The Question of The Living Wage

The World Of Ethical Fashion

My travels in the fashion world make me meet important contributors to the trend change, the drivers of fashion, the leaders of change – the fashion designers.

During my recent travels to a developed country, where I happened to meet a forum of ethical fashion brands, my encounters turned an eye-opener in terms of how a concept is construed and thus being endorsed by Fashion Designers and Brand owners.

Yes, the buzz word around the world is Sustainable Fashion. Every one who is someone wants to contribute to the world gone wrong. Gone wrong by the doings of the earlier generations of our very own homo-sapiens. Gone wrong because of our own zeal to mechanise and thus control our eco-system.

Talking of Eco-system, one of the key word that comes up in the parlance of Sustainable Fashion is Living Wage.

The Living Wage

When I pitched to sell hand woven fabrics made by women artisans coming from villages of India, the question being asked was, are they being paid their wages properly?

β€œYes, we are a non-profit who has provided free training to the women who were underprivileged and unemployed, provided them with their basic necessities for free, like building toilets in their homes and providing them with free gas connections to cook.” Yes, they do not even have those facilities. The spirit behind this information did not give them surety from my side. The next question thrown was – Are they being paid Minimum Wage or Living Wage. That we are just making sure.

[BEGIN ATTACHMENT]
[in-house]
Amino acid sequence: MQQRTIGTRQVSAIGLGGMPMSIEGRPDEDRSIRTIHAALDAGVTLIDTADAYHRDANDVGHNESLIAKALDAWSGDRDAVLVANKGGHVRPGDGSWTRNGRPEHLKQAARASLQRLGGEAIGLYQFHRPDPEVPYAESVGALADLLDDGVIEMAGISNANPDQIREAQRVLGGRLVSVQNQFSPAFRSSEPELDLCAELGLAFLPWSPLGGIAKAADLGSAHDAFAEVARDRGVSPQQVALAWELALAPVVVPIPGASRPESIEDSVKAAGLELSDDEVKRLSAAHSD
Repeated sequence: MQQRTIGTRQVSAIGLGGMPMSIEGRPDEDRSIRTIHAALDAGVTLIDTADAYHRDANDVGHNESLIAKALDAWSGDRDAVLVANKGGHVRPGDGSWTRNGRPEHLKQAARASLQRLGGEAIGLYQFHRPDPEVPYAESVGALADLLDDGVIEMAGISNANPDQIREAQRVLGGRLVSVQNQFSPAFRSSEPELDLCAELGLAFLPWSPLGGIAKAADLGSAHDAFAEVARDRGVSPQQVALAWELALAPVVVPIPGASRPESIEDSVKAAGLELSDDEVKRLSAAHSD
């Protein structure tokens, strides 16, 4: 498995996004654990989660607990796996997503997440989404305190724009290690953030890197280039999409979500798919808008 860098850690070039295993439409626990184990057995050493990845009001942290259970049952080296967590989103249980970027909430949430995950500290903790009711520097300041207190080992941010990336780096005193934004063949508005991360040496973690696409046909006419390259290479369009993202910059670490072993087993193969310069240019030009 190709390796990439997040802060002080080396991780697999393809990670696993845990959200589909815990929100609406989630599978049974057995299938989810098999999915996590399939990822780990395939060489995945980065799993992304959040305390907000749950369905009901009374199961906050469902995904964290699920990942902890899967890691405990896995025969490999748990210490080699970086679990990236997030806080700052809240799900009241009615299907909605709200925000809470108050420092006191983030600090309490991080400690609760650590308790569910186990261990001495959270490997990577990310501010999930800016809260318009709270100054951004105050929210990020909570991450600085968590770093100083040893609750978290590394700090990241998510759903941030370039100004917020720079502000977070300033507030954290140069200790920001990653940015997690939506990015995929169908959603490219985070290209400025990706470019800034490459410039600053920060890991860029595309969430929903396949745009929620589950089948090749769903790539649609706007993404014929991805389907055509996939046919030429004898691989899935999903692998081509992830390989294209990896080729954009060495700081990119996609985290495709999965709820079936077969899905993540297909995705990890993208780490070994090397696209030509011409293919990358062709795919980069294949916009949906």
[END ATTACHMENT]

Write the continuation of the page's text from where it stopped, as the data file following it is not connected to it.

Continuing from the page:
The Eco System Of A Rural Artisan

The advocates of fashion, who are asking these questions have never seen a loom in their lifetime. They do not know what living conditions the artisans are placed in, when they are weaving the fabric. What is their Eco-system. Are they happy with the facilities being provided, of which they were devoid of, given their economic conditions.

Reading digital information being recorded by their fellow fashion bloggers, who visit underdeveloped economies for such material that becomes fodder for their contribution, cannot ever give you any idea as to what are the dynamics of the livelihood of such artisans. All they want is work. Enough work to earn a respectful decent living.

The Social Media Story

The story was very good for the brand owner. Hand-woven fabrics, cheap price, social cause and a great product. She even wants pictures of weavers while at work. Small snippets of videos while they are weaving the fabric. The brand will need this material for their own social posts to promote their merchandise.

Who Is The Protagonist Here

I ask myself: is this designer running a business that is of a scale large enough to provide me some orders that can feed a few weavers? The reality, as stark and ironical as it could be, is that my buyer who has no clue of what he or she is talking about, is running a business at a scale that by itself is not sustainable. I wonder if I should think of that artisan whom I left at home in hope of fetching some business for her, or help this designer to bring her business to the Indian market, that is large enough to sell her merchandise and help her survive.

All in all, I felt the need to tie both ends of the rope so that both the stakeholders can earn a decent living wage!

About the author


Shunya is a journey of fashion veteran, Rajesh Jain, a business strategist in the Fashion & Retail industry. His domains cover all aspects of business – Product, People & Processes. He has journaled here his observations of this ever-changing trends in consumer behaviour and lifestyle.

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